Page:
Celestite ranges from colorless to blue in thin section. Blue crystals of celestite can be pleochroic, which helps to differentiate it from gypsum and barite. Celestite forms fibrous to rounded aggregates of crystals. When it is found in fibrous masses, the crystals are normally more elongate than similar crystals of gypsum. Cleavage, when visible, is pseudo-cubic.
Barite normally is colorless and forms globular concretions, granular to earthy masses, fibrous or bladed crystals. Cleavage, when visible, is pseudo-cubic. Because barite and celestite form a solid solution series, they are extremely difficult to tell apart in thin section. Generally, other chemical techniques must be used to be confirm identifications. Like gypsum, barite also forms crystal rosettes.
Halite is difficult to see in thin section, because it is isotropic and highly soluble. Because halite is isotropic, it can easily be overlooked if the cleavages are not prominent or if it doesnʼt contain inclusions (i.e., it may be indistinguishable from the glass on which the section is mounted). Impregnating the sample with blue epoxy makes the halite stand out from the porosity. If the thin section is not properly prepared (cut and ground in oil, not water), however, halite is unlikely to be preserved. Halite crystals are normally colorless and exhibit low relief, but they may appear dusty due to the great abundance of solid and liquid inclusions. Halite can occur as a poikilotopic cement in either carbonate or siliciclastic strata.
Anhydrite – CaSO4, orthorhombic
Gypsum – CaSO4 • 2H2O, monoclinic
Celestite – SrSO4, orthorhombic, complete solid solution series exists with barite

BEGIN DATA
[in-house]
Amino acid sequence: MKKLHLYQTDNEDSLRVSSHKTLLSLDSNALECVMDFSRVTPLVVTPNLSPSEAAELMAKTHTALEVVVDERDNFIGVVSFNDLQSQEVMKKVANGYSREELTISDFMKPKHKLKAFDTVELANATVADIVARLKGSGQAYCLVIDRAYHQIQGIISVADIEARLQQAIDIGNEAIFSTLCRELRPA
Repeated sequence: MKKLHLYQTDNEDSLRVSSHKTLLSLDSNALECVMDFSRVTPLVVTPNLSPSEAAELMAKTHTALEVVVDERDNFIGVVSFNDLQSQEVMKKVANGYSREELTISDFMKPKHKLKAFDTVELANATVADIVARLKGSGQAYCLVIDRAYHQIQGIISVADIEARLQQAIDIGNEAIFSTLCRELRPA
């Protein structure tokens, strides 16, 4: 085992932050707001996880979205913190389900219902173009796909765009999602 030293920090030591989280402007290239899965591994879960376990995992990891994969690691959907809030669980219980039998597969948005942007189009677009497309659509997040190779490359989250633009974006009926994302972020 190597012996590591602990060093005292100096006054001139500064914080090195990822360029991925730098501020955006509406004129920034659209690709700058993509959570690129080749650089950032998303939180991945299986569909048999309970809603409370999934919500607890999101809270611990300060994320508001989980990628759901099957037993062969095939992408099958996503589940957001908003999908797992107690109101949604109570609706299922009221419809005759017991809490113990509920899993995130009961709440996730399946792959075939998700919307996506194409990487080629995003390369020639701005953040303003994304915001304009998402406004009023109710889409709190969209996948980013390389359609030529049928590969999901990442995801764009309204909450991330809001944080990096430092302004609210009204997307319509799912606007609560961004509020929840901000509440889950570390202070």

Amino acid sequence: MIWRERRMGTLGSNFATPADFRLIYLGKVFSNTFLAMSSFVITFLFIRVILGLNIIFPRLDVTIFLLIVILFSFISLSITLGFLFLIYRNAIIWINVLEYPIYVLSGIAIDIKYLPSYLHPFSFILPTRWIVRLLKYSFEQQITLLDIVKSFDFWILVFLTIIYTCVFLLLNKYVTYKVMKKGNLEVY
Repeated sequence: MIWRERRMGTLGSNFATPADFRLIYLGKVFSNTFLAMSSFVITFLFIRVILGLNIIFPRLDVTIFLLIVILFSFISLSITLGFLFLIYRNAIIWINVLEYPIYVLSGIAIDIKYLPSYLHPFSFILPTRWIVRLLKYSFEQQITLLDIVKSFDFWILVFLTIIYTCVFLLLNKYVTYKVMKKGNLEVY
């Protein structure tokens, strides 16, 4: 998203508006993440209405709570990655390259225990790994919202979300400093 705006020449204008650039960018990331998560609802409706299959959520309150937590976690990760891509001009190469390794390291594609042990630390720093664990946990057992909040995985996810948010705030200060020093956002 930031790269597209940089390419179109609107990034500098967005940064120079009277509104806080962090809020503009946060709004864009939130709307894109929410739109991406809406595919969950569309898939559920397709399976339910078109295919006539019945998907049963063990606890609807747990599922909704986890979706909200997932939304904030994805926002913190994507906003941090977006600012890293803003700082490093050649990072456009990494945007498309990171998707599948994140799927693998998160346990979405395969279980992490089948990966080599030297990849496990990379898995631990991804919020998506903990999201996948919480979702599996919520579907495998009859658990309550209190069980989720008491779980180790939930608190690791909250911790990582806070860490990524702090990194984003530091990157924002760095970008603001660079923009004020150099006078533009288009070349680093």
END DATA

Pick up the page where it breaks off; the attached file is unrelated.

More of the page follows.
Barite – BaSO4, orthorhombic, commonly contains up to 3% lead
Figures & Tables
A Color Guide to the Petrography of Carbonate Rocks: Grains, textures, porosity, diagenesis
This volume expands and improves the AAPG 1978 classic, A Color Illustrated Guide to Carbonate Rock Constituents, Textures, Cements, and Porosities(AAPG Memoir 27). Carbonate petrography can be quite complicated. Changing assemblages of organisms through time, coupled with the randomness of thin-section cuts through complex shell forms, add to the difficulty of identifying skeletal grains. Furthermore, because many primary carbonate grains are composed of unstable minerals (especially aragonite and high-Mg calcite), diagenetic alteration commonly is quite extensive in carbonate rocks. The variability of inorganic and biogenic carbonate mineralogy through time, however, complicates prediction of patterns of diagenetic alteration. This book is designed to help deal with such challenges. It includes a wide variety of examples of commonly encountered skeletal and nonskeletal grains, cements, fabrics, and porosity types. It includes extensive new tables of age distributions, mineralogy, morphologic characteristics, environmental implications and keys to grain identification. It also encompasses a number of noncarbonate grains, that occur as accessory minerals in carbonate rocks or that may provide important biostratigraphic or paleoenvironmental information in carbonate strata. With this guide, students and other workers with little formal petrographic training should be able to examine thin sections or acetate peels under the microscope and interpret the main rock constituents and their depositional and diagenetic history.
- carbonate rocks
- color imagery
- problematic fossils
- sedimentary rocks